Overview of issues on appeal

Before I talk about rule-of-reason balancing, I'd like to put it into the context of the various questions to be addressed on appeal. Using chess terminology, the adjudication of an antitrust claim has an opening, a middlegame, and an endgame.

  • Opening

  • Middlegame: The key issue here is the standard for tying. One part of that overlaps with a question relevant to market definition: whether there can be a market for something Apple doesn't sell separately. (That's also an issue in the Apple Pay case I mentioned further above.)

    While I have a firm opinion that Apple engages in tying, I have yet to analyze that part more fully in order to elaborate on it, which I intend to do before the Ninth Circuit hearing.

  • Endgame: rule-of-reason balancing.

Why Epic is right on rule-of-reason balancing

I've read all the arguments in the case, and numerous decisions referenced therein. It's actually not all that complicated:

The first step is for a plaintiff to prove anticompetitive harm. A complaint may fail at that hurdle (example: Amex).

The second step is--if there is no per se violation (see my latest post on Epic v. Google)--for the defendant to come up with procompetitive justifications. The analysis can end there if those procompetitive justifications are totally ridiculous, but as I said further above, totally fictitious excuses are unlikely. What's more likely to happen--and should have happened in Epic v. Apple--is that some justifications are simply noncompetitive (example: NCAA v. Alston, where the Supreme Court saw that the NCAA pays millions to coaches but exploits players, and its so-called justifications were related to other considerations than competition).

The third step is an analysis of less restrictive alternatives. Epic argues that it actually has shown enough of them (and I tend to agree) that it's entitled to a favorable judgment on the merits.

Now, what about a potential fourth step?

If a court finds that the plaintiff has shown anticompetitive harm, the defendant has put forward some procompetitive justifications, but the less restrictive alternatives outlined by the plaintiff aren't good enough, the final part is all about weighing the upside (procompetitive justifications) against the downside (anticompetitive harm).

Apple disputes that this is required under the law--and says Judge YGR performed that balancing anyway.

I've read the Epic v. Apple decision in full detail several times (among other things, I documented 271 typos and similar errors in it). There is no balancing in the sense of a passage that would say procompetitive benefits X and Y outweigh the anticompetitive effects A, B, and C. If she had said that a supracompetitive app tax and an inherently subjective app review are justified by a security benefit that goes beyond the security gain that competition between app stores would bring, one could talk about it. However, there's nothing like it in the decision.

There's a lot of trees in that ruling, but the forest is missing. Apple's lawyers may just be betting on the appeals court getting confused by the sheer length of the decision below.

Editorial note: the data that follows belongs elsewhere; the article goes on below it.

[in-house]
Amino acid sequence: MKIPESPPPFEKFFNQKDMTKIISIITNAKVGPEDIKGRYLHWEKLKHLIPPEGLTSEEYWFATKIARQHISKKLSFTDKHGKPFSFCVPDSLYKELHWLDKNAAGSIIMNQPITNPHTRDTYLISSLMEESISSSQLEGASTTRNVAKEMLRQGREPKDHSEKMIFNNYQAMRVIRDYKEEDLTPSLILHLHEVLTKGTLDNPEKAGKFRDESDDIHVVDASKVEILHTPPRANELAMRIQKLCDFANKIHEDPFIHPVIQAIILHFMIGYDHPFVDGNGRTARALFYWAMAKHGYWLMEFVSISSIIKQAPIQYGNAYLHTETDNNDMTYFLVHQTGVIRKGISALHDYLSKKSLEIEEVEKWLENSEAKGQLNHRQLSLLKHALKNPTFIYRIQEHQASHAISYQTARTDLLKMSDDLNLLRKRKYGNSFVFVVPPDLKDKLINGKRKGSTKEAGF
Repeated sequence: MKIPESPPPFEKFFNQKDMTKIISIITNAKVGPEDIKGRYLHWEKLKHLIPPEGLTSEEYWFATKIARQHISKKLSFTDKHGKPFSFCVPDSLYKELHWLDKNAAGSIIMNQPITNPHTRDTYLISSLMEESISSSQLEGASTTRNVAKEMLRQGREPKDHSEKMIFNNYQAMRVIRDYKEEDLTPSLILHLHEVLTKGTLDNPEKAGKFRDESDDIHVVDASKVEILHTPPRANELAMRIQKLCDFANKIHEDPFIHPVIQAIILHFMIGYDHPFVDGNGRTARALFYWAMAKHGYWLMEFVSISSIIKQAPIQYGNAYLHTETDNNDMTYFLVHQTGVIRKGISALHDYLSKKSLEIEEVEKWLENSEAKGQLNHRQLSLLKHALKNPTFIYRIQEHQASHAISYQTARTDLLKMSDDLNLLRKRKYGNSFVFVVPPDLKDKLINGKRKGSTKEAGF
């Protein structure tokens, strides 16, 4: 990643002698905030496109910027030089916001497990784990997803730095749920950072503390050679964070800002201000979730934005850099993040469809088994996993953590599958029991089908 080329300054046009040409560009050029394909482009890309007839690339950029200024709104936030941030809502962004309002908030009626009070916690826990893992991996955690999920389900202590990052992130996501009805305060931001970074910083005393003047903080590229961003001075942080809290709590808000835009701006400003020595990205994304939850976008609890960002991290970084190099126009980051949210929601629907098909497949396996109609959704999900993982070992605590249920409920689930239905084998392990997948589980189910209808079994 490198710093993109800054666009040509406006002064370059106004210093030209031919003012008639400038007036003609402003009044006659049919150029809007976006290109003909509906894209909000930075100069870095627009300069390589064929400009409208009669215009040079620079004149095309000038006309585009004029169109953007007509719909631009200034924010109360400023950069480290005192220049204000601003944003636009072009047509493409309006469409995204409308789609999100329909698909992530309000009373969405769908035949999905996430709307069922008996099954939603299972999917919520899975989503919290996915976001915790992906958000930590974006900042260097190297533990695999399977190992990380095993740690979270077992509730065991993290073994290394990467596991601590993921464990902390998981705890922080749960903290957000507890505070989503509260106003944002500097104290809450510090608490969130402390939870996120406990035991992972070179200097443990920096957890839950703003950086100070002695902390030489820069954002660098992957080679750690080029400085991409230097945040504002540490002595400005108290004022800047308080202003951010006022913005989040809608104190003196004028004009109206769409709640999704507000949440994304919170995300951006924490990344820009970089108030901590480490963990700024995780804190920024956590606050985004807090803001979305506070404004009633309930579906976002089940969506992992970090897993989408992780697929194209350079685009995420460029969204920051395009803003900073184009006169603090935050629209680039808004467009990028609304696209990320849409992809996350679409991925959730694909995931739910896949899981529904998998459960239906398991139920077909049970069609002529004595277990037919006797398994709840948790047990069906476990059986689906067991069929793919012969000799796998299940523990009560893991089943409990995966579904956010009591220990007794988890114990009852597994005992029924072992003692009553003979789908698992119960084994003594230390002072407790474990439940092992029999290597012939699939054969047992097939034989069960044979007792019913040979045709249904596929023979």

As for whether there is a legal requirement, both parties and various of their amici point to different authorities. The two key questions in the end are the following:

  1. What has the Supreme Court recently decided?

  2. What does Professor Herbert Hovenkamp say?

One doesn't have to look far to answer the second question. Herbert Hovenkamp, "the dean of American antitrust law" according to the New York Times and America's leading antitrust scholar even according to Apple's own amici, signed an amicus brief in support of Epic Games. And that brief also explains that under the relevant circumstances, balancing is required.

The Apple camp argues that the Supreme Court discussed only a three-step test in Amex and NCAA v. Alston, the last two major antitrust opinions handed down by the top U.S. court. And a balancing between a company's product design decisions and competitive effects would be "unadministrable," Apple says.

As Epic explains in its reply brief, and the DOJ already explained in its amicus brief months earlier, the Supreme Court never specifically abolished the balancing step. In Amex and NCAA v. Alston, the fourth step just wasn't reached because the cases were resolved at an earlier stage.

In those recent rulings, the Supreme Court cited to earlier decisions, at least some of which do also mention the fourth step (balancing).

It strikes me as very compelling that the Supreme Court doesn't overrule its earlier decisions without explicitly saying so. In case of doubt, an earlier decision should still be presumed to be good law.

There's another argument Apple makes in the balancing context: an answer that Epic's counsel gave Judge YGR and which--taken out of context--suggested that the third step (less restrictive alternatives) and the fourth (balancing) are practically the same. Epic explains in its reply brief why it never actually said that balancing wasn't required in a scenario in which the court wouldn't deem Epic's less restrictive alternatives satisfactory.

I'm very optimistic that the district court's rule-of-reason decision won't stand. A remand seems more likely than direct entry of liability, but even the latter is yet more probable than affirmance.